Last month, 72 Black executives signed an open letter that was featured in The New York Times, asking for companies and business leaders to offer pushback against legislation that would infringe on voting rights.

Chenault informed the business executives on the call that several leaders would back the effort, including executives at PepsiCo, PayPal Holdings, T. Rowe Price, and Hess, among other companies.

“This is a nonpartisan issue, this is a moral issue,” he told the Journal last month.

Read more: Introducing Todd Young, the most important senator you’ve never heard of

Frazier said that as an increased number of states take up legislation similar to Georgia’s SB 202, companies have to take action.

“This is not a Georgia issue,” he told the Journal.

The Georgia law tightens election rules in the state by limiting drop boxes, strengthening voter identification requirements, and blocks the use of mobile voting vans, among other measures.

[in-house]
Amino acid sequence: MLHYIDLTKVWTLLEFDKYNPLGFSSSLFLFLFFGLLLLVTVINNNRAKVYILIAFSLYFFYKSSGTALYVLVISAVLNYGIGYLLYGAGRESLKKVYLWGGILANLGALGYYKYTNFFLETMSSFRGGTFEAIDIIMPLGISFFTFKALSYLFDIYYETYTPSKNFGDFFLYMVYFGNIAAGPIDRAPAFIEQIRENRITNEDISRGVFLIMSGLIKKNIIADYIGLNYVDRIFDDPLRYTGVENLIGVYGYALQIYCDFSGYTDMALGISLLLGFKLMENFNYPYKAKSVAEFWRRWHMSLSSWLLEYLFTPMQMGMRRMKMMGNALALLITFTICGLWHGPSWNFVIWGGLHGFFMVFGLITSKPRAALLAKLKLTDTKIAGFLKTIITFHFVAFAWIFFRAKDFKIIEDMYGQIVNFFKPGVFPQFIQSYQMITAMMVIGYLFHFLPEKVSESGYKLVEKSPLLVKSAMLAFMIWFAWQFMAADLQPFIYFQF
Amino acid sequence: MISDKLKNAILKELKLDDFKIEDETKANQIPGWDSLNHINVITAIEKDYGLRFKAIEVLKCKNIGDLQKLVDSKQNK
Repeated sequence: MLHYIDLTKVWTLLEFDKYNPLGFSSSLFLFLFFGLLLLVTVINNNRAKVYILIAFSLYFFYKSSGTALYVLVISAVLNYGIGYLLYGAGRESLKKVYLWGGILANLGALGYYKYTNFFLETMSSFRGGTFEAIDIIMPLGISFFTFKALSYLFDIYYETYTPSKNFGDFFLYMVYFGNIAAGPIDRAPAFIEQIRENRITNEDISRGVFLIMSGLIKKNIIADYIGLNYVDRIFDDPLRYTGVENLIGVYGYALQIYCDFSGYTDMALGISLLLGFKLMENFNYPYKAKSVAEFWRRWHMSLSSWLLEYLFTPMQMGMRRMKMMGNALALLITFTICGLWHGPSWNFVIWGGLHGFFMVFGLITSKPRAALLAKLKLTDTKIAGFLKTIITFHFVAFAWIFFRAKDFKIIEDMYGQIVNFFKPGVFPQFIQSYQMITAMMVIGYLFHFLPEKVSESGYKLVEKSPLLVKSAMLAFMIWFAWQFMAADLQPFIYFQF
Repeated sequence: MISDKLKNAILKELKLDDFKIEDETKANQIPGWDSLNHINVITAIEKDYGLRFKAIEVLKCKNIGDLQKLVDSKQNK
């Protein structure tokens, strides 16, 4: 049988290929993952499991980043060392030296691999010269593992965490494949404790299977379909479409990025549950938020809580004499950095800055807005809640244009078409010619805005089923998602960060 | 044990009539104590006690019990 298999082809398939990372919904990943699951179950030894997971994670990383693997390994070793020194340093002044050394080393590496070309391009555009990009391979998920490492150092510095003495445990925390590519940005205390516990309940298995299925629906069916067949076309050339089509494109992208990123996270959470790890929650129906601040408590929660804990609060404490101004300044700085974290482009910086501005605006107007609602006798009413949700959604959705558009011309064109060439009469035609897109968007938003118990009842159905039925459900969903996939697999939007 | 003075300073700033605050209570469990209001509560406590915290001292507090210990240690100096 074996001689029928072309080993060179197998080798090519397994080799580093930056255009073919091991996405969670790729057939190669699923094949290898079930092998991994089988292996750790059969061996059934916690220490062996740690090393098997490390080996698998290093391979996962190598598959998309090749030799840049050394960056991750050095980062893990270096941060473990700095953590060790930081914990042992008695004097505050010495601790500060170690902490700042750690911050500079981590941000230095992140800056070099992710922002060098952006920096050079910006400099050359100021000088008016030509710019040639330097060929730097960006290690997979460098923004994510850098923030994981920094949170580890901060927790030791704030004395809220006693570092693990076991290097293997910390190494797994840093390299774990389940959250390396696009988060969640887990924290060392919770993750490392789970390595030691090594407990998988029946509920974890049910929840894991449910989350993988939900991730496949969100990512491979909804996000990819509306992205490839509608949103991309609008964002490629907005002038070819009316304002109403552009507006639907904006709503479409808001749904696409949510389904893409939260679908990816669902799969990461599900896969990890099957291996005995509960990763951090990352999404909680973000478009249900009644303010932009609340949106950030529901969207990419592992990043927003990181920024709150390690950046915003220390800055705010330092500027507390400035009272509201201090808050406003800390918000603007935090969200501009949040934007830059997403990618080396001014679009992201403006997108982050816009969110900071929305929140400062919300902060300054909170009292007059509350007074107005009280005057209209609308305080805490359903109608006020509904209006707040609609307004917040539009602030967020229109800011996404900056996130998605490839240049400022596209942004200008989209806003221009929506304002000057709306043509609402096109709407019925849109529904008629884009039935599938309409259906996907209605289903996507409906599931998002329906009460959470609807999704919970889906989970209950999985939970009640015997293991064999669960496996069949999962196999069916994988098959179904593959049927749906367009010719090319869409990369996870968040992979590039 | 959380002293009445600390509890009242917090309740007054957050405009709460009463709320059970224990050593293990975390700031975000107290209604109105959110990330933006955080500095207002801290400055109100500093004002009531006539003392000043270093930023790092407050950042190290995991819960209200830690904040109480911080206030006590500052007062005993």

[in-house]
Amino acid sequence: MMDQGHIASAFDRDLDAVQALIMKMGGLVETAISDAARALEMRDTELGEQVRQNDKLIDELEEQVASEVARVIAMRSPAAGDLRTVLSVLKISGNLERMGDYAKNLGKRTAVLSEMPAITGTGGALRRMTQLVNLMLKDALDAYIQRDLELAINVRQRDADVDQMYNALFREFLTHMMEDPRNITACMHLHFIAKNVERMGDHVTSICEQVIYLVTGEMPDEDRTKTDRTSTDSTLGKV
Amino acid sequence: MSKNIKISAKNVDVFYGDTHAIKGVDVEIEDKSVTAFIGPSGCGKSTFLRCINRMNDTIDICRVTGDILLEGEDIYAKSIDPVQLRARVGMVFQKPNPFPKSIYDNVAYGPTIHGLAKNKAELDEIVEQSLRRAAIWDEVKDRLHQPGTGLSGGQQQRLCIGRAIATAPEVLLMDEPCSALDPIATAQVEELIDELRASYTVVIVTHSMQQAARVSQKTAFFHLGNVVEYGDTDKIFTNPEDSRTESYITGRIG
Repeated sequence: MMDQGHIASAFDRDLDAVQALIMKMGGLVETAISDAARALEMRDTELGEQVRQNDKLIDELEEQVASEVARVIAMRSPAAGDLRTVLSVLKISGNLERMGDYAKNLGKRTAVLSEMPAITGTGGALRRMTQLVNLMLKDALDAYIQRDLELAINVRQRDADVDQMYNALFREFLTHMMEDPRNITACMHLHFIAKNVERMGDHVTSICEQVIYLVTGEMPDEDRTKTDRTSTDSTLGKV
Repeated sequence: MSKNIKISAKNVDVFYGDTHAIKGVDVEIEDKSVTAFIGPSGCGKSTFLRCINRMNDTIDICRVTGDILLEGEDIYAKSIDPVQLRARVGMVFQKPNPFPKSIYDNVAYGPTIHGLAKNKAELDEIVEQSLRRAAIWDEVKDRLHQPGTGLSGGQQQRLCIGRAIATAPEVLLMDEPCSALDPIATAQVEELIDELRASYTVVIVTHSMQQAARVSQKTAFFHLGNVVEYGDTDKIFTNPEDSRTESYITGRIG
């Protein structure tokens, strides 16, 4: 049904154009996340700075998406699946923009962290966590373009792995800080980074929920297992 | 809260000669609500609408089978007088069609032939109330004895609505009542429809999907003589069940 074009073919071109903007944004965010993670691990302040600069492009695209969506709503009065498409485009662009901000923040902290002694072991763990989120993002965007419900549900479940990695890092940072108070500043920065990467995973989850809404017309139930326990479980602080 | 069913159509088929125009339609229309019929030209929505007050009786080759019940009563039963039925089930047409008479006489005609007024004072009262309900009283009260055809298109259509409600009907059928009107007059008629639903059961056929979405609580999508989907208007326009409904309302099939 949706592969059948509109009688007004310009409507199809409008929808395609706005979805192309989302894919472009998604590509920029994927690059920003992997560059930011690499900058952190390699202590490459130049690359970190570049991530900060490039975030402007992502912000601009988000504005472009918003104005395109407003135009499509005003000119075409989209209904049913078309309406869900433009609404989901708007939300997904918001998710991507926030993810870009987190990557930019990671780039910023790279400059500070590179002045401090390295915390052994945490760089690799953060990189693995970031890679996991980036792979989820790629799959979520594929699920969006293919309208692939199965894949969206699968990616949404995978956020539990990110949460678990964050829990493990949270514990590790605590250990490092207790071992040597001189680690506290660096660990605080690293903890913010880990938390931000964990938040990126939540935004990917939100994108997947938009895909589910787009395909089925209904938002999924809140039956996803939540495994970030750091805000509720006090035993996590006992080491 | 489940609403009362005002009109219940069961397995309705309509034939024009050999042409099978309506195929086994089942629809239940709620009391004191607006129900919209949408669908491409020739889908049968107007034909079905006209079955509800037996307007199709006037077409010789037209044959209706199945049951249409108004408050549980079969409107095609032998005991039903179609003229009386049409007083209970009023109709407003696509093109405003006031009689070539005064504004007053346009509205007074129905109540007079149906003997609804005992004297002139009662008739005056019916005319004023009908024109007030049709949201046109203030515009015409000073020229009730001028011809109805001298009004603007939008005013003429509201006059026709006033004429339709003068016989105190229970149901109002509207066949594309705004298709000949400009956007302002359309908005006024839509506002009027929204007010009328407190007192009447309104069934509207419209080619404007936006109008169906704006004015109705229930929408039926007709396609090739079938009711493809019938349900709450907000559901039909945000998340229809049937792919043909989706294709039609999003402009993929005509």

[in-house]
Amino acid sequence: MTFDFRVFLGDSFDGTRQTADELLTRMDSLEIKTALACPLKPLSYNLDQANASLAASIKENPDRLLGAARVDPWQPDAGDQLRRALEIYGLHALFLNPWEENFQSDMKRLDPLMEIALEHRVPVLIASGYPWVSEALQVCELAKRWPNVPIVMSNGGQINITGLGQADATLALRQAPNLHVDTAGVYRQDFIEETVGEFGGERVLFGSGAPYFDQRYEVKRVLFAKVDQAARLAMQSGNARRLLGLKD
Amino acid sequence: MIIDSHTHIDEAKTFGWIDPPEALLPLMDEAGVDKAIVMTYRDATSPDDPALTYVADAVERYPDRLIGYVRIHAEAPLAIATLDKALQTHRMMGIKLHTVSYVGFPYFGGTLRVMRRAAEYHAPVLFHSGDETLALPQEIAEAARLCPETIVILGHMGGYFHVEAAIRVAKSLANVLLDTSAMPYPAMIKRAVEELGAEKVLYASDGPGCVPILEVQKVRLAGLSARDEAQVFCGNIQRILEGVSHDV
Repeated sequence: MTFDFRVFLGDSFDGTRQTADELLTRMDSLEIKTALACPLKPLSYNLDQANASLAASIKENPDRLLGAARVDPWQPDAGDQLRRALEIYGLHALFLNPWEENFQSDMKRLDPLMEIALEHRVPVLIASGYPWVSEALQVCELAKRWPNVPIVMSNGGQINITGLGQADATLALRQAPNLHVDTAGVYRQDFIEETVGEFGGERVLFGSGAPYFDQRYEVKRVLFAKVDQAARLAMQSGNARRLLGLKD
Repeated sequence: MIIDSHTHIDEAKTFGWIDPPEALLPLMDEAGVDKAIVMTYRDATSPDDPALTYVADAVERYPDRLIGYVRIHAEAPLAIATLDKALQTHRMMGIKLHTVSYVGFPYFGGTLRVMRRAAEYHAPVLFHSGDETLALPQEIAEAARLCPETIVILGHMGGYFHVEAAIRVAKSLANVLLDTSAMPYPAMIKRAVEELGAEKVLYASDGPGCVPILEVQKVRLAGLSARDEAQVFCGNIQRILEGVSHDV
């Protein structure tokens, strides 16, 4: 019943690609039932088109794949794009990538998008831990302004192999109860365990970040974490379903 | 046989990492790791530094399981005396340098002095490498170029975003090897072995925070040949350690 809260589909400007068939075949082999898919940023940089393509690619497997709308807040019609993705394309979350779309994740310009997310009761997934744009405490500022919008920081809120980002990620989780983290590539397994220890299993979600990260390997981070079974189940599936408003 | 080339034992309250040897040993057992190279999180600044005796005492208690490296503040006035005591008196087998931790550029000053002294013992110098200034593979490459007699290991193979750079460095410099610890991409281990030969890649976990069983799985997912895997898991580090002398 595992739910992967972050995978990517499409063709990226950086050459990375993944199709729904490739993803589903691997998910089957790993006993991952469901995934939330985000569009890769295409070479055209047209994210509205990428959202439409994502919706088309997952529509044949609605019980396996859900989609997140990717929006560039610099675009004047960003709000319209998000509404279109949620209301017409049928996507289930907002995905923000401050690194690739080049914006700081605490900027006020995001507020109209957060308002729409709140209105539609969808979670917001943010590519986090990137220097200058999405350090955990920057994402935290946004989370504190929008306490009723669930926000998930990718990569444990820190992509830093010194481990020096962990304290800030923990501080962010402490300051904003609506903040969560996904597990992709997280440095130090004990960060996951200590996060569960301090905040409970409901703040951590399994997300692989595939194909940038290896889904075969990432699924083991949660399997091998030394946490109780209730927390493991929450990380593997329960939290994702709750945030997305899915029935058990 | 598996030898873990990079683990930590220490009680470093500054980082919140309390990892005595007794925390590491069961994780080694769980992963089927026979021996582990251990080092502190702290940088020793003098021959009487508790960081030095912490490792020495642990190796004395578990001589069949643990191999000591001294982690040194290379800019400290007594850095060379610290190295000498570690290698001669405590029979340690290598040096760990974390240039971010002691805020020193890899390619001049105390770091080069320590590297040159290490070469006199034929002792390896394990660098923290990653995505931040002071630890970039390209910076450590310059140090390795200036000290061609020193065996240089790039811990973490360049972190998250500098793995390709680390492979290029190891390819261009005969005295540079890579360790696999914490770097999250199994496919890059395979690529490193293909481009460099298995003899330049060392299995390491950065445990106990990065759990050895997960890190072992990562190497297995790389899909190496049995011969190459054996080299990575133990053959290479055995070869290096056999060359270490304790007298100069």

Mellody Hobson, the chairwoman of Starbucks Corp., said on the call that the controversies surrounding the new voting laws are “bad for business” and hopes that businesses can devise ways to work on voting issues, according to the Journal.

AMC CEO Adam Aron, Estée Lauder Cos. director Lynn Forester de Rothschild, and CyberCore Technologies CEO Tina Kuhn all reportedly backed the new statement, according to the Journal report.

As some companies have become increasingly vocal about voting access, Republican leaders from Gov. Brian Kemp of Georgia to Senate Minority Leader Mitch McConnell of Kentucky have railed against pushback to the new legislation.

Kemp has accused business leaders of adhering to “cancel culture” and McConnell recently warned them not to become “a vehicle for far-left mobs.”

But some companies are hesitant to jump into any hotly-debated political issue altogether, aware that any position that take could alienate a portion of their business or customer base.

“It’s really a no-win situation from a corporate standpoint,” a Fortune 100 business executive told the Journal.

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More than 70 top Black business leaders are reportedly urging US companies to fight against Republican voting laws